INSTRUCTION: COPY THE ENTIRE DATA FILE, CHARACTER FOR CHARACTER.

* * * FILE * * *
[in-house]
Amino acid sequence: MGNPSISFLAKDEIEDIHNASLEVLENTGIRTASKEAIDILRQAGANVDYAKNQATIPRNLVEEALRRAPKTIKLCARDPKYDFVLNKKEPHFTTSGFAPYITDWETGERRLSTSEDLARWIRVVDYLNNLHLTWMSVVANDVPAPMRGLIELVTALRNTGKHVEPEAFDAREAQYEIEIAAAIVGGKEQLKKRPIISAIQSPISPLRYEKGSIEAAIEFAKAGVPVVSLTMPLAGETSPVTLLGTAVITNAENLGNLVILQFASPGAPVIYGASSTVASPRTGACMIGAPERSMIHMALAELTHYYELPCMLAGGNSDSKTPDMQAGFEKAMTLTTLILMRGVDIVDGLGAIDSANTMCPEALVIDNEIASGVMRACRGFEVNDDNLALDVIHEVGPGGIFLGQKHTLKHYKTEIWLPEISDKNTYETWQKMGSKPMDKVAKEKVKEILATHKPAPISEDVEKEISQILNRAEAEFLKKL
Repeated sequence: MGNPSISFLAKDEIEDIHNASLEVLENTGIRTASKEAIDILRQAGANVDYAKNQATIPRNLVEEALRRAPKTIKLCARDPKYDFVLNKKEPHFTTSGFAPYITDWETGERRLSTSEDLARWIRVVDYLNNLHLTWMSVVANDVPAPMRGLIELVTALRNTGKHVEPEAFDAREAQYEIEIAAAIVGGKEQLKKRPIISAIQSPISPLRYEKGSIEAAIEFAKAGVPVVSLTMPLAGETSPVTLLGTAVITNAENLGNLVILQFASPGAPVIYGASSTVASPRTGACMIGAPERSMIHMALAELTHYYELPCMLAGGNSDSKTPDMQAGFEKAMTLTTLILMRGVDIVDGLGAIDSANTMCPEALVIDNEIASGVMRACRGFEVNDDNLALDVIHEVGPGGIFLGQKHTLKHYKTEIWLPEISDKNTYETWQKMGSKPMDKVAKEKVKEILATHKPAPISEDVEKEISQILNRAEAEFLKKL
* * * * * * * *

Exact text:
[in-house]
Amino acid sequence: MGNPSISFLAKDEIEDIHNASLEVLENTGIRTASKEAIDILRQAGANVDYAKNQATIPRNLVEEALRRAPKTIKLCARDPKYDFVLNKKEPHFTTSGFAPYITDWETGERRLSTSEDLARWIRVVDYLNNLHLTWMSVVANDVPAPMRGLIELVTALRNTGKHVEPEAFDAREAQYEIEIAAAIVGGKEQLKKRPIISAIQSPISPLRYEKGSIEAAIEFAKAGVPVVSLTMPLAGETSPVTLLGTAVITNAENLGNLVILQFASPGAPVIYGASSTVASPRTGACMIGAPERSMIHMALAELTHYYELPCMLAGGNSDSKTPDMQAGFEKAMTLTTLILMRGVDIVDGLGAIDSANTMCPEALVIDNEIASGVMRACRGFEVNDDNLALDVIHEVGPGGIFLGQKHTLKHYKTEIWLPEISDKNTYETWQKMGSKPMDKVAKEKVKEILATHKPAPISEDVEKEISQILNRAEAEFLKKL
Repeated sequence: MGNPSISFLAKDEIEDIHNASLEVLENTGIRTASKEAIDILRQAGANVDYAKNQATIPRNLVEEALRRAPKTIKLCARDPKYDFVLNKKEPHFTTSGFAPYITDWETGERRLSTSEDLARWIRVVDYLNNLHLTWMSVVANDVPAPMRGLIELVTALRNTGKHVEPEAFDAREAQYEIEIAAAIVGGKEQLKKRPIISAIQSPISPLRYEKGSIEAAIEFAKAGVPVVSLTMPLAGETSPVTLLGTAVITNAENLGNLVILQFASPGAPVIYGASSTVASPRTGACMIGAPERSMIHMALAELTHYYELPCMLAGGNSDSKTPDMQAGFEKAMTLTTLILMRGVDIVDGLGAIDSANTMCPEALVIDNEIASGVMRACRGFEVNDDNLALDVIHEVGPGGIFLGQKHTLKHYKTEIWLPEISDKNTYETWQKMGSKPMDKVAKEKVKEILATHKPAPISEDVEKEISQILNRAEAEFLKKL